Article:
Tribeca Film Festival: Rolling Out the Red Carpet
Stephanie Archer reports on her time during the 2018 Tribeca Film Festival and the red carpet photos and interviews she had the opportunity to be a part of.
There were so many red carpets I had the opportunity to be apart of during my time at this year’s Tribeca Film Festival, not just as a reporter but also as a photographer. It was an exciting and electrifying time, as the energy pooled from surrounding photographers and reporters of several outlets. It was exciting to face my first challenges as a red carpet photographer and, with more experience under my belt, try my hand once again at red carpet interviews. This year, not all of my red carpets would be on my own as fellow writer Kristy Strouse joined me, making many red carpets a Film Inquiry reunion.
Red Carpet: John Legend and The Misconception of Cameron Post
While last year brought my first red carpet interview, this year would bring my first red carpet photo opportunity – and what a way to start the festival. Every year, Tribeca holds a series labeled Tribeca Talks where actors, musicians and directors, are interviewed by a member within their artistic genre. My first night of the festival, Tribeca presented John Legend, interviewed by Sarah Bareilles. Both were expected to arrive just before the show, a succession of clicks and lights announcing their arrival.
What a whirlwind! The flashing lights that reflected through my own lens, the flashing lights reflecting in the eyes of John Legend and Sarah Bareilles, a chorus of posing suggestions and the calling of names to have the stars give attention to a particular photographer. Everyone wanted the perfect pose, the perfect shot and a look straight to camera. The stars were quiet as they made their way down the line, Bareilles arriving before Legend, each stopping at various points in front of the Tribeca backdrop to accommodate as many photographers as possible. Happy to meet one another at the end of carpet, Legend and Bareilles both made their way back, posing together before heading inside for the night’s event.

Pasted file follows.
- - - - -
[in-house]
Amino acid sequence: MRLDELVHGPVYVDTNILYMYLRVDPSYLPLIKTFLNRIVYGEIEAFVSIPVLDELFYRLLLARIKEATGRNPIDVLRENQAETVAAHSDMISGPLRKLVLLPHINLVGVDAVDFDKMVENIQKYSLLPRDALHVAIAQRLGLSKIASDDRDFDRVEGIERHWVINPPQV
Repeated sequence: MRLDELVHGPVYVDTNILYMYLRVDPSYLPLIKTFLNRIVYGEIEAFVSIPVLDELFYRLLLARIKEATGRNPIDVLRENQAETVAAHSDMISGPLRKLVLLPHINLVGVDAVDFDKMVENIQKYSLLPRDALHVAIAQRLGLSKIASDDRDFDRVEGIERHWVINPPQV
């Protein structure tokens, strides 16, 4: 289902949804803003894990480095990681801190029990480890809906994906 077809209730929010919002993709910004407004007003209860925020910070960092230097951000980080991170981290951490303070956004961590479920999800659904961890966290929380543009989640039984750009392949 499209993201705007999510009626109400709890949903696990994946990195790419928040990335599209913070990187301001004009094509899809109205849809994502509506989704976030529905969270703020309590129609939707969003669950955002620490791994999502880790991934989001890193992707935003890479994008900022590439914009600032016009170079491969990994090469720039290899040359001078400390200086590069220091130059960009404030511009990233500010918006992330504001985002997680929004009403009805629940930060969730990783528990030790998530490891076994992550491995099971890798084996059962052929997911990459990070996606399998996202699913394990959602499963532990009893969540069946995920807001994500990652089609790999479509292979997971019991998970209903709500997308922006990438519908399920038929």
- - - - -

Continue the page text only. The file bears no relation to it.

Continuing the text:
What a high! I have always loved photography for the experience and the feeling of getting the perfect shot. I couldn’t wait for my next opportunity. I wouldn’t have to wait long as approval of coverage for The Miseducation of Cameron Post came just days later.
Where my first opportunity had only been two celebrities, The Miseducation of Cameron Post was something different all together. The film had premiered earlier this year at The Sundance Film Festival, winning the U.S. Dramatic Grand Jury Prize, and the energy in the building was more intense, electrifying and exciting than any of the red carpets I had been on.
There were more photographers, a larger venue and more celebrities than I could have possibly imagined. Cast members Chloë Grace Moretz, Sasha Lane, Quinn Shephard, Kerry Butler, Melanie Ehrlich, Marin Ireland, Owen Campbell, John Gallagher Jr., Isaac Jin Solstein, Dalton Harrod and Christopher Dylan White, along with writer/director Desiree Akhavan, all made their appearance. It was an explosive feeling the moment the first cast member set foot on the red carpet – an experience I will never forget.
Red Carpet: When Lambs Become Lions